Has A Traumatic Experience Affected Your Ability To Feel Safe And In Control?
Do you find yourself constantly replaying trauma from the past? Are you dealing with flashbacks and intrusive thoughts that affect your ability to focus? Have past relationships caused you to distrust others and live in fear of betrayal?
If you’re dealing with trauma, you may suffer from a constant feeling of hyperarousal—every little thing reminds you of what you went through, keeping you on high alert even when you’re safe. Or perhaps you dissociate, blocking traumatic memories and disconnecting from your feelings altogether. You may find yourself in a state of emotional “shutdown”—out of touch with reality and unable to feel present in the moment. While this may temporarily stave off your pain, it ultimately prevents you from being able to process and resolve your trauma.
What’s more, you may resort to minimization and denial. Perhaps you tell yourself that your traumatic experience really wasn’t that bad and that other people have it worse. But deep down, this only serves to cover up the deep emotional pain you feel.
Trauma diminishes your sense of control, safety, intimacy, and ability to trust others. Thankfully, with my compassionate, research-driven approach to therapy, I believe I can help you reclaim your inner power and break the hold that trauma has on your life.
Many Of Us Face Both Personal And Systemic Trauma In Today’s World
There are three categories of trauma: acute, developmental, and complex. Acute traumas, such being in a warzone or surviving a natural disaster, are generally the most readily recognized causes of PTSD. Developmental traumas (child neglect, household dysfunction, or growing up with verbally or emotionally abusive parents, etc.), meanwhile, are more prevalent and cause problems in a person’s development, such as insecure attachments and an unhealthy sense of self. Lastly, there is complex trauma, which usually results from multiple acute traumas and/or developmental traumas. Complex traumas often cause extreme emotional dysregulation and can even lead to changes in one’s personality.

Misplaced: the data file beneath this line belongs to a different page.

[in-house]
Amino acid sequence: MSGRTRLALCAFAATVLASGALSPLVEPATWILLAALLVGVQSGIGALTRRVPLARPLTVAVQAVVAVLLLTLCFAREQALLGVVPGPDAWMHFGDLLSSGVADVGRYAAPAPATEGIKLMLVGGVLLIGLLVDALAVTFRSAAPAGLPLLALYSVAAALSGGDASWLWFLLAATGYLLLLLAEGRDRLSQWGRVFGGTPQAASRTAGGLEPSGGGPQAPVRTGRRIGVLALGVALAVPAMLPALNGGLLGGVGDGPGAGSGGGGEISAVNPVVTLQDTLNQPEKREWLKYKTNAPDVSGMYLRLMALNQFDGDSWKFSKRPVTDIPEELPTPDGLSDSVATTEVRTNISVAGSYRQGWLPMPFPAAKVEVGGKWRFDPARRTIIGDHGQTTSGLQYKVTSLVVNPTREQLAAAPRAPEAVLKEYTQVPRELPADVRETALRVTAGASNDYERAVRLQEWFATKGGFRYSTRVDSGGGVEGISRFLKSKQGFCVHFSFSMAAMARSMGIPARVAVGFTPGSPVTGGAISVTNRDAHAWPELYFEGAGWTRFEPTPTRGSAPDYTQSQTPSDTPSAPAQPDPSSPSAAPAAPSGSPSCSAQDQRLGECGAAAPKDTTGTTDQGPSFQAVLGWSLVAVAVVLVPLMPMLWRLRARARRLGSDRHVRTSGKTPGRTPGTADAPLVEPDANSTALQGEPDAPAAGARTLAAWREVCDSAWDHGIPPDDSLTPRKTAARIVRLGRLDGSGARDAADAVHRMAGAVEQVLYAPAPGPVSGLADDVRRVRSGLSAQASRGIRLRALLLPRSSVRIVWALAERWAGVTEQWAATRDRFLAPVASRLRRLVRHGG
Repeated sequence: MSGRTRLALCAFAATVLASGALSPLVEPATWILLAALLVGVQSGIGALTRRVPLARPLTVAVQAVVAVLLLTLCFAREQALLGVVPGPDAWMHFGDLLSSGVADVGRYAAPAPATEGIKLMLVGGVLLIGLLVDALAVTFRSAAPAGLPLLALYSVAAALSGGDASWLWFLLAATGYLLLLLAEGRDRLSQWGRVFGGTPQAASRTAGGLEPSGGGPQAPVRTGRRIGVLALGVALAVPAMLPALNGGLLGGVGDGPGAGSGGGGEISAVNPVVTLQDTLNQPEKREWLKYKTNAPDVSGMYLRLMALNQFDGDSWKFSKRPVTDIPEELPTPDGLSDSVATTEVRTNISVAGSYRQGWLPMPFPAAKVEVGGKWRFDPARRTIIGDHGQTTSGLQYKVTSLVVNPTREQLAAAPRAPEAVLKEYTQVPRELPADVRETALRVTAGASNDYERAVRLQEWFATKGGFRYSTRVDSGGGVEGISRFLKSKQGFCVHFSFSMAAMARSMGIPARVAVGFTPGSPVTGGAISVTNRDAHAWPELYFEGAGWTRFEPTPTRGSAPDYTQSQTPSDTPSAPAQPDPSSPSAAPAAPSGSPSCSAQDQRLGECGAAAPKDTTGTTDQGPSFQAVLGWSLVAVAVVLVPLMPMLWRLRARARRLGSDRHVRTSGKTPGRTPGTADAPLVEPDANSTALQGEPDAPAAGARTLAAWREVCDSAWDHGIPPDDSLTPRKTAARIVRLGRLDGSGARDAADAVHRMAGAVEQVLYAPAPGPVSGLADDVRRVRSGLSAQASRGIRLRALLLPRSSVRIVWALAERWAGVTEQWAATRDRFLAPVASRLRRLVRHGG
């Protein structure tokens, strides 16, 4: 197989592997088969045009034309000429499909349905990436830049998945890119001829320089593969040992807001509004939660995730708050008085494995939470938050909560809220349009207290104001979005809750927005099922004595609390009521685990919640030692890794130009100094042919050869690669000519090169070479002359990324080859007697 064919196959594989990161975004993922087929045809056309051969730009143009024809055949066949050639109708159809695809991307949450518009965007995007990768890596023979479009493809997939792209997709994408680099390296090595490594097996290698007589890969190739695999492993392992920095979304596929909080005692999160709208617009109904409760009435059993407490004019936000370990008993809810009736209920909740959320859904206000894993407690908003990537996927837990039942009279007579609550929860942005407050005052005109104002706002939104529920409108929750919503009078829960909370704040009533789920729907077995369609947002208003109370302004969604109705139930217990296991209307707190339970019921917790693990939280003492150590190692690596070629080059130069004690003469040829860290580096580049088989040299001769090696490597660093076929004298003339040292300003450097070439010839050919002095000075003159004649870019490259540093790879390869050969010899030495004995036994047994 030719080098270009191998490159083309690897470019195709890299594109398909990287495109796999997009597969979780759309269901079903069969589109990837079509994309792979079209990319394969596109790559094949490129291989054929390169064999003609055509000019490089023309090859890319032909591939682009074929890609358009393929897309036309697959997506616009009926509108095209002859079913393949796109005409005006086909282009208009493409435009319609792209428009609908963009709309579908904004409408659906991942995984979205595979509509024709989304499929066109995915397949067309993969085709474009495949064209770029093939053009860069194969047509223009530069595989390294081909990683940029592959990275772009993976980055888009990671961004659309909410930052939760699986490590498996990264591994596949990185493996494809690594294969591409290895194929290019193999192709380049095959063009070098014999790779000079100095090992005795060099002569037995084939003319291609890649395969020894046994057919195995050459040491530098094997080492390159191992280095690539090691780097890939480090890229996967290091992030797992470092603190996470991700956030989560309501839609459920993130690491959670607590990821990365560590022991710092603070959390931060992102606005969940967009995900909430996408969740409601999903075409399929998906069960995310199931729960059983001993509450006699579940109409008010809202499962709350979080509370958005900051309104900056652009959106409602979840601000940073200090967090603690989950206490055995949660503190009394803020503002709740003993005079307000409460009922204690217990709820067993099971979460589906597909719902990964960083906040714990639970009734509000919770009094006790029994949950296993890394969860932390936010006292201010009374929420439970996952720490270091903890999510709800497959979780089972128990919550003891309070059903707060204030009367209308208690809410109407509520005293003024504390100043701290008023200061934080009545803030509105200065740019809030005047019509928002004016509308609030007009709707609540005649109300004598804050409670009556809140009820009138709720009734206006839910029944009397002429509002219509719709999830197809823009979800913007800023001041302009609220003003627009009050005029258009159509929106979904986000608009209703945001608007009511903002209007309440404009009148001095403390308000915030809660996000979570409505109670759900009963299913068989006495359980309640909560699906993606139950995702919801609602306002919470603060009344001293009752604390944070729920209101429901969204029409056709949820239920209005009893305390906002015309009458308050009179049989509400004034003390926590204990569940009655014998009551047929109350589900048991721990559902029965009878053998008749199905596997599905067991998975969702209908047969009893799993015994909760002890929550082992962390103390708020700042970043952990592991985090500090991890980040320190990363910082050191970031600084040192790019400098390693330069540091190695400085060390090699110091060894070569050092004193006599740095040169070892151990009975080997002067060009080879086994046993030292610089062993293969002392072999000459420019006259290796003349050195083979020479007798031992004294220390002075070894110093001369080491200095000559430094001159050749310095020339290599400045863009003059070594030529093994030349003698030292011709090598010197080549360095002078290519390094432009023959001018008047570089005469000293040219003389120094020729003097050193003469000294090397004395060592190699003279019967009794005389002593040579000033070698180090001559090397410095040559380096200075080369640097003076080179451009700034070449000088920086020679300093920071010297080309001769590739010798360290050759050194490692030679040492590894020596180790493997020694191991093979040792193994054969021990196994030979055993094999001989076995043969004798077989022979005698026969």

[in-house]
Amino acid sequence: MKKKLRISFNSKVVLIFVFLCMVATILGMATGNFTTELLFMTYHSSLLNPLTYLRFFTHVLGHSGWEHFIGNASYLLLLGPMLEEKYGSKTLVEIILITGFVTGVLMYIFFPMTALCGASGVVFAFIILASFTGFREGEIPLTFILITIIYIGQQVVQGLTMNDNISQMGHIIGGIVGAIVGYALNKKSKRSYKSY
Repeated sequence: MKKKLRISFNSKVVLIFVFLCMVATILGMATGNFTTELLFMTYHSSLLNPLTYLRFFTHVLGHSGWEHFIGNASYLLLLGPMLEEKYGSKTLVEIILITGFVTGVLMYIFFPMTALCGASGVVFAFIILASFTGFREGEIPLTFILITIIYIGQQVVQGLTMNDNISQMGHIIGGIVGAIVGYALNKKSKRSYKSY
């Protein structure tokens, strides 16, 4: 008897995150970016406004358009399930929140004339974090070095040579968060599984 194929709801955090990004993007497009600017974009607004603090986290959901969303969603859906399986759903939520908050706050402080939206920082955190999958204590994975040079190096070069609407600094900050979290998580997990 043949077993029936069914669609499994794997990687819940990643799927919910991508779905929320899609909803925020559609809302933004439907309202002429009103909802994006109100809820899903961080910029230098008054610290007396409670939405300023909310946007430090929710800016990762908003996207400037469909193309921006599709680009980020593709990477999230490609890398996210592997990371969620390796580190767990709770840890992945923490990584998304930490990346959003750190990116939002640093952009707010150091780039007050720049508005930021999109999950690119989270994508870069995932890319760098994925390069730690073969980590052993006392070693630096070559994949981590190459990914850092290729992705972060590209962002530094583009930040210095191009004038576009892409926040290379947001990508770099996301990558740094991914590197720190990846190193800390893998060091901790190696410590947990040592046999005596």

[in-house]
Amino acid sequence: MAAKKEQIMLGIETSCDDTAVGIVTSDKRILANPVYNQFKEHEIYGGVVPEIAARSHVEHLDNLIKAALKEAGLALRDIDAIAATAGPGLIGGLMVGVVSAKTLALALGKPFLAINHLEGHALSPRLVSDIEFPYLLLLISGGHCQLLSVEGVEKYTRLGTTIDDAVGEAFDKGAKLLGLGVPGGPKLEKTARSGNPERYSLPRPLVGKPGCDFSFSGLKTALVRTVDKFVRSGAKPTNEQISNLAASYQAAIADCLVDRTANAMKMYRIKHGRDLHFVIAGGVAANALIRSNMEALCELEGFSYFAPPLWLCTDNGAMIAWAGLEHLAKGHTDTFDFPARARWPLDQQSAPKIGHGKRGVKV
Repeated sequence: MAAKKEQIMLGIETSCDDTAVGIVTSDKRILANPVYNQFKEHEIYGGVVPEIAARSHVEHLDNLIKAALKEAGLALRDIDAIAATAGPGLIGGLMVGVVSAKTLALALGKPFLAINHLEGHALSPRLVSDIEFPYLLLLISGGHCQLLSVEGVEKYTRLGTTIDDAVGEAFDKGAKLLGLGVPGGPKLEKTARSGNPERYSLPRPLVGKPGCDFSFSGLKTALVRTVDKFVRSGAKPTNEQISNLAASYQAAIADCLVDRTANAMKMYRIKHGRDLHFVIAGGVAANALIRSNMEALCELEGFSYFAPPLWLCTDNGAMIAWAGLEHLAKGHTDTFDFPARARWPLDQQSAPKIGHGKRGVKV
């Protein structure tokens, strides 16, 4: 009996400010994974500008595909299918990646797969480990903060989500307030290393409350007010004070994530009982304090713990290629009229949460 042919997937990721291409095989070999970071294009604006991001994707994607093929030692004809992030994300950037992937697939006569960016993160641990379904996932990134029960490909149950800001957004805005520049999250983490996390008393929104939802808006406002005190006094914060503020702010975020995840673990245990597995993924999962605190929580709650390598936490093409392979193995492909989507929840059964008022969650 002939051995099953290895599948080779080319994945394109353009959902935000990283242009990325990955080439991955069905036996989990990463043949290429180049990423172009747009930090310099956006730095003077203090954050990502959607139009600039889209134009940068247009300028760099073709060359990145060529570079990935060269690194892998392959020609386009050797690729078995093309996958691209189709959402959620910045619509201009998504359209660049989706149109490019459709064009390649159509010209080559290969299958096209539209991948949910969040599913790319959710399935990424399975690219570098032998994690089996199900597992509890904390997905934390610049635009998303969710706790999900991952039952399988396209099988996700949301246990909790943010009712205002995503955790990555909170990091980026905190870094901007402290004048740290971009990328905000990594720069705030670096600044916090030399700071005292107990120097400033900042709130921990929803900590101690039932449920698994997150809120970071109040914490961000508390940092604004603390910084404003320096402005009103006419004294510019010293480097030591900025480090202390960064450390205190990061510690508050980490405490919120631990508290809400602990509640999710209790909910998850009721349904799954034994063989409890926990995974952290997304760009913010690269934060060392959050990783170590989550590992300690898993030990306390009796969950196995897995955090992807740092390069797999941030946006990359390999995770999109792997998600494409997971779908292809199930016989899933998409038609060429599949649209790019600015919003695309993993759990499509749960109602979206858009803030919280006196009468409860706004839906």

In addition to individual trauma, trauma can also be collective. Those of us in the African-American community are exposed to both personal and systemic racism on a regular basis. Between race-based police violence and microaggressions in the workplace and the school system, discrimination only adds to the traumatic stress we already face.
As much as you may be tempted to deal with trauma on your own, finding positive ways to cope with your symptoms is harder than it sounds. No matter how intelligent or self-aware you are, recognizing traumatic themes in your life isn’t always possible alone. There are always negative thoughts, feelings, and bodily sensations related to the worst part of traumatic memories, and being able to sort through them is half the challenge. With my help and support, I am confident that you can not only learn to make sense of your symptoms, but also find emotional relief and experience post-traumatic growth.
Therapy Can Help You Eliminate The Emotional Impact Of Trauma
Before coming to therapy, you may ask: will talking about my trauma make it worse? Thankfully, the main approach I use—Eye Movement Desensitization and Reprocessing (EMDR) therapy—does not require you to discuss your trauma in detail. You can talk about it as much or as little as you wish. There will be a controlled amount of exposure to traumatic memories—just enough to take the emotional impact out of them but not enough to re-traumatize you.